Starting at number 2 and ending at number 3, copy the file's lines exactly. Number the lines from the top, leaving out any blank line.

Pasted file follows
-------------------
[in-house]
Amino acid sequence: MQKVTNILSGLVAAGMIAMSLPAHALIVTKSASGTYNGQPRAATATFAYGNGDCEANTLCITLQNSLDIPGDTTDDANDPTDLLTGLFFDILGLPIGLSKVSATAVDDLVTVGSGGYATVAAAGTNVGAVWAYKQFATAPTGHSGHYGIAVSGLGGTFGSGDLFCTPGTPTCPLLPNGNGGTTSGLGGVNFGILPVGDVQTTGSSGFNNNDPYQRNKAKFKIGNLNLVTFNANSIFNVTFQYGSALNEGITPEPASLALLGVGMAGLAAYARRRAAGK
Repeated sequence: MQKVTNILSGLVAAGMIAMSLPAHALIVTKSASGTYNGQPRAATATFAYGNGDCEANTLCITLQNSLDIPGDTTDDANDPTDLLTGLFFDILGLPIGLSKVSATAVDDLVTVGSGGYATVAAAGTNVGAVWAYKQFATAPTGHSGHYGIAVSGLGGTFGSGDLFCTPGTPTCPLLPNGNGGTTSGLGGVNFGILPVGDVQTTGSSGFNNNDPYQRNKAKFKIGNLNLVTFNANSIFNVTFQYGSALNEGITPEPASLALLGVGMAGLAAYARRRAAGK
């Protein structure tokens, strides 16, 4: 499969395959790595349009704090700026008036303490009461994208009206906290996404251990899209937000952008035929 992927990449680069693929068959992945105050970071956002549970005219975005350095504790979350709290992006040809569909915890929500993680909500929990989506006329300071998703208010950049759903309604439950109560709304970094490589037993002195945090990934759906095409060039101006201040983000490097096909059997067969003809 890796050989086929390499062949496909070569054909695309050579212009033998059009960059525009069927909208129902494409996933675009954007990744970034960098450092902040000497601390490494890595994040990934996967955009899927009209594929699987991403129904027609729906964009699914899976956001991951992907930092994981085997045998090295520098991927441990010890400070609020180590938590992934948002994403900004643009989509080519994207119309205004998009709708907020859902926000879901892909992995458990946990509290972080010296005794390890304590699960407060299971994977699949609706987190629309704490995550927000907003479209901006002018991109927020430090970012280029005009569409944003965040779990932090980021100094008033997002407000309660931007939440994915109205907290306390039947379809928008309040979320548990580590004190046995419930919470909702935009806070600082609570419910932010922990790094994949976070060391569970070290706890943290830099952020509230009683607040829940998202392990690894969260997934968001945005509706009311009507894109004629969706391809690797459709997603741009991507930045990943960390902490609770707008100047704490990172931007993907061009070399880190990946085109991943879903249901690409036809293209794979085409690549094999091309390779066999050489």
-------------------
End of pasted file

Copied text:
Amino acid sequence: MQKVTNILSGLVAAGMIAMSLPAHALIVTKSASGTYNGQPRAATATFAYGNGDCEANTLCITLQNSLDIPGDTTDDANDPTDLLTGLFFDILGLPIGLSKVSATAVDDLVTVGSGGYATVAAAGTNVGAVWAYKQFATAPTGHSGHYGIAVSGLGGTFGSGDLFCTPGTPTCPLLPNGNGGTTSGLGGVNFGILPVGDVQTTGSSGFNNNDPYQRNKAKFKIGNLNLVTFNANSIFNVTFQYGSALNEGITPEPASLALLGVGMAGLAAYARRRAAGK
Repeated sequence: MQKVTNILSGLVAAGMIAMSLPAHALIVTKSASGTYNGQPRAATATFAYGNGDCEANTLCITLQNSLDIPGDTTDDANDPTDLLTGLFFDILGLPIGLSKVSATAVDDLVTVGSGGYATVAAAGTNVGAVWAYKQFATAPTGHSGHYGIAVSGLGGTFGSGDLFCTPGTPTCPLLPNGNGGTTSGLGGVNFGILPVGDVQTTGSSGFNNNDPYQRNKAKFKIGNLNLVTFNANSIFNVTFQYGSALNEGITPEPASLALLGVGMAGLAAYARRRAAGK